Bendable model joints, virtual cadaver dissections and intense physical stress tests are a standard part of class for students in the Human Performance Teaching Laboratory.
The University of Minnesota lab in Mariucci Arena started small in 2006, but has grown into the country’s only dedicated teaching lab for kinesiology.
The lab’s $350,000 in teaching equipment is divided between the only four courses taught there. Using the lab, students cover topics like exercise, biomechanics, anatomy and human physiology –– all essentials for understanding kinesiology, the study of human movement.
“We try to stay as current as we can,” said Donald Dengel, a University professor and the lab’s manager.
The lab is used strictly for teaching because research labs typically limit the availability of equipment to students, aren’t designed to hold large classes and are less hands-on, he said.
Dedicating the HPTL to teaching gives students concrete examples of how their technology fees are spent when they see the lab’s
devices, Dengel said. That way, students have a guarantee the money is directly benefiting their studies.
Rather than forcing students to learn from textbooks and passive lectures, HPTL is unique in that it allows students to study interactively, said George Biltz, an instructor who uses the lab to teach two classes.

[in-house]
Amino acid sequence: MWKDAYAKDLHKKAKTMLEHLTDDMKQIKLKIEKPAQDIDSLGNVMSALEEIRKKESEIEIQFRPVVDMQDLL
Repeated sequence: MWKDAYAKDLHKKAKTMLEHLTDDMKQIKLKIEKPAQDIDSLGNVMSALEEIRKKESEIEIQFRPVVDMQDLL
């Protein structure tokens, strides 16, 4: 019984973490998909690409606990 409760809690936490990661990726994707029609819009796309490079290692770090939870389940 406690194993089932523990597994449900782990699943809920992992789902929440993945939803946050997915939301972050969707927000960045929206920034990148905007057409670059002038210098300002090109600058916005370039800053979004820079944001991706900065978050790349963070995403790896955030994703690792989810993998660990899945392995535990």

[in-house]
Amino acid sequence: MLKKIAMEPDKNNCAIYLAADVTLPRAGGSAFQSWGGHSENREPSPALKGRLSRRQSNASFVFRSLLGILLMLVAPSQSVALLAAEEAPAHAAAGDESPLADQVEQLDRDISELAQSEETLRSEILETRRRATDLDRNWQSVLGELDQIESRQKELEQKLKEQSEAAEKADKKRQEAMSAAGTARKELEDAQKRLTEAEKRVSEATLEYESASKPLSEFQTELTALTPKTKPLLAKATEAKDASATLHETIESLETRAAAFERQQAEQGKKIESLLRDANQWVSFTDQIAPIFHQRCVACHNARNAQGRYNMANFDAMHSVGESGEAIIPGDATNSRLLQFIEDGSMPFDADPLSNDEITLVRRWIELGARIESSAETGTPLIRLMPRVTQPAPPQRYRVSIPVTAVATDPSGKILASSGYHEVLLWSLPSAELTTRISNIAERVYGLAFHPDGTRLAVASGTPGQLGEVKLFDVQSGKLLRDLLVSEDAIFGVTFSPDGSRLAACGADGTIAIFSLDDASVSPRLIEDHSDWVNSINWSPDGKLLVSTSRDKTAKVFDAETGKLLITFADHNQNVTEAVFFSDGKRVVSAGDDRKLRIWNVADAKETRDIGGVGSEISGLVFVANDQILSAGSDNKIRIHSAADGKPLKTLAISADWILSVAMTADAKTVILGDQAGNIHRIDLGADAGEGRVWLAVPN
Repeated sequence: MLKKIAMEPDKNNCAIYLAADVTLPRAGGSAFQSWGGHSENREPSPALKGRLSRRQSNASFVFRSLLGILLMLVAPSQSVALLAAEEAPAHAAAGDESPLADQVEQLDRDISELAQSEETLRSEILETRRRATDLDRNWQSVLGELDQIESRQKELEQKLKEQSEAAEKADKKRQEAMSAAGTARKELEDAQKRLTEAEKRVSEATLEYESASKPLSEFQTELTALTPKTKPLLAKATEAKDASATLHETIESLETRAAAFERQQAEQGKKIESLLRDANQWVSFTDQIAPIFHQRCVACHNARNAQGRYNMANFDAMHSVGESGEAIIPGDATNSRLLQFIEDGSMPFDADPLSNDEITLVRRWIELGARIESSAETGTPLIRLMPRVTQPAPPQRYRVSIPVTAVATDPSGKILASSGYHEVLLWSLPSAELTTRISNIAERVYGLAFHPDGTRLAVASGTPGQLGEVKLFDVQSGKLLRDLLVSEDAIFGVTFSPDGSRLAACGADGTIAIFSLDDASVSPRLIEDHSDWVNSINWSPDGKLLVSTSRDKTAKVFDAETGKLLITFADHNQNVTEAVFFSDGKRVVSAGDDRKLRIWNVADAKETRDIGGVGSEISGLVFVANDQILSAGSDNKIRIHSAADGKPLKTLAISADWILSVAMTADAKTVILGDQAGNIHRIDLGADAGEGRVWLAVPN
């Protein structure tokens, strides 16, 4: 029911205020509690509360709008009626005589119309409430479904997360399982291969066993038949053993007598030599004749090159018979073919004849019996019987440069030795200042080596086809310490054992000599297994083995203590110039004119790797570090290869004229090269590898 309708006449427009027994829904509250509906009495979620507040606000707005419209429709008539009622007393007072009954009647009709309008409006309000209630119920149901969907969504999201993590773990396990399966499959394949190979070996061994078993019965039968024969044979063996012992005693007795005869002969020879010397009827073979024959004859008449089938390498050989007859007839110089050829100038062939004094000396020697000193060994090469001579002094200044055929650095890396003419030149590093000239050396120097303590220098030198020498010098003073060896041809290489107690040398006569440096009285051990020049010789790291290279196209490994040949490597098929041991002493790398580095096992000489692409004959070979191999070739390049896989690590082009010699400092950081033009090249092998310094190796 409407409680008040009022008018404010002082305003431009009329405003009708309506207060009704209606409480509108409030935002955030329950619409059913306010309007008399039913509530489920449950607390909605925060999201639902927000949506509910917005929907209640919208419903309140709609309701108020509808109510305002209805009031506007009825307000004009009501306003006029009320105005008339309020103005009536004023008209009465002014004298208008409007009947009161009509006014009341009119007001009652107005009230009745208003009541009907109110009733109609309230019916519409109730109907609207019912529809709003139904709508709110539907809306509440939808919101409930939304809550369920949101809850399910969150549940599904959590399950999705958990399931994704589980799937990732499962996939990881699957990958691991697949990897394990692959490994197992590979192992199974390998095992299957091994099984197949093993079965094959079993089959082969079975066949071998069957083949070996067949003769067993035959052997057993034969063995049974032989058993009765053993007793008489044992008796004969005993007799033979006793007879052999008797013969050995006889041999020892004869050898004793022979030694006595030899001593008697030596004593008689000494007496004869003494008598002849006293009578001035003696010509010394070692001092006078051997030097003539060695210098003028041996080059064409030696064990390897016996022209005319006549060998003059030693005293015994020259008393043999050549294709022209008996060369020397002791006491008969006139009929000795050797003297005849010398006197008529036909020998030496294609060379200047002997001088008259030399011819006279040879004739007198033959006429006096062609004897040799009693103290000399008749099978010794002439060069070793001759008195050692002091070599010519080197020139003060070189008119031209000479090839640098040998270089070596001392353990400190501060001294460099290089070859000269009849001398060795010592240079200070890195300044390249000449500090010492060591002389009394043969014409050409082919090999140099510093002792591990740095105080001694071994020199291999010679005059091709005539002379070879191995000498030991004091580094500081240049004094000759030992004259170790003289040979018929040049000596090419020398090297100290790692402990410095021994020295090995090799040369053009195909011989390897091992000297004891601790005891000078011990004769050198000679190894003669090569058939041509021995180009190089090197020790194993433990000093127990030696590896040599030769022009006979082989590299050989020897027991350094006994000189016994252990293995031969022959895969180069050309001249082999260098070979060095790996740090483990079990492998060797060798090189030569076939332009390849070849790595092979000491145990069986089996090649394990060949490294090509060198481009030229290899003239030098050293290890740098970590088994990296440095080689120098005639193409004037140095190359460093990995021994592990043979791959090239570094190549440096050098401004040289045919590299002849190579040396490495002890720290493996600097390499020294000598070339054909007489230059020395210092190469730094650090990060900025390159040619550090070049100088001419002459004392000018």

Multilayered plastic human hearts, moving models of joints and life-sized skeletons let students learn first-hand how injuries can occur. Students also handle bone fragments, analyze muscles and study the body during actions like throwing and running.
Some University athletes take one of the four courses to learn about ways to avoid injury on the field, Biltz said.
Special devices let students measure grip strength, joint angles, the electrical activity in muscles, how they walk and their center of mass, said Josh Aman, a biomechanics instructor.
“The importance of the lab is that students need functional knowledge,” Biltz said.
Exams often involve some students cheering their peers on as they exercise vigorously on bikes hooked to electronic meters, among other physical tests. The physical exertion can cause some students to vomit.
“Usually they make it to the bucket or the bathroom,” Dengel said, adding that vomit hasn’t hit the lab’s floor in recent memory.
Keith Lambert, a kinesiology student, said his favorite part of his KIN 4385 class was using the lab since his previous anatomy courses weren’t interactive enough. He had just finished an anaerobic exercise exam.
“I get to learn about the real physicality of exercise,” he said, adding he hopes it will better prepare him to become a gym teacher.
A bank of computers loaded with anatomy software allows students to peel back interactive layers of human tissue using images of real cadavers.
“Learning anatomy from a book may be accurate, but it’s not the same as actually delving into deeper layers,” Biltz said.
Four times each semester, classes use the cadaver lab in Jackson Hall to examine anatomy up close — the computer simulations help them prepare for it, Biltz said.
“Our students get this much more concentrated than regular anatomy courses,” he said, because the classes focus on “visual learning and visual thinking.”